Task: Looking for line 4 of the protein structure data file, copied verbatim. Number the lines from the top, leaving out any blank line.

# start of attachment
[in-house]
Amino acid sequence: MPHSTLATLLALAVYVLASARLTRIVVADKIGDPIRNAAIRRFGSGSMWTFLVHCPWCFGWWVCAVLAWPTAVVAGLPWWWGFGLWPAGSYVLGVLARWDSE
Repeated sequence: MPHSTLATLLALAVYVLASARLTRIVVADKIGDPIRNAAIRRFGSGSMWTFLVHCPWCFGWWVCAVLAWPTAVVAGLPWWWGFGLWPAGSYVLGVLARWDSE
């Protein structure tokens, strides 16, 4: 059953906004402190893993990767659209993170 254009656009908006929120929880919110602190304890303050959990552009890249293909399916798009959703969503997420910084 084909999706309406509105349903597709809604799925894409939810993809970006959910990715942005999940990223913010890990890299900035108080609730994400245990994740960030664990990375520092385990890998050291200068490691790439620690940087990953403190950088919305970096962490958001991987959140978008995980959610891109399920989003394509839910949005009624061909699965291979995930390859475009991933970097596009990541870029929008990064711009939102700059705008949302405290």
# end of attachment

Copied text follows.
């Protein structure tokens, strides 16, 4: 059953906004402190893993990767659209993170 254009656009908006929120929880919110602190304890303050959990552009890249293909399916798009959703969503997420910084 084909999706309406509105349903597709809604799925894409939810993809970006959910990715942005999940990223913010890990890299900035108080609730994400245990994740960030664990990375520092385990890998050291200068490691790439620690940087990953403190950088919305970096962490958001991987959140978008995980959610891109399920989003394509839910949005009624061909699965291979995930390859475009991933970097596009990541870029929008990064711009939102700059705008949302405290």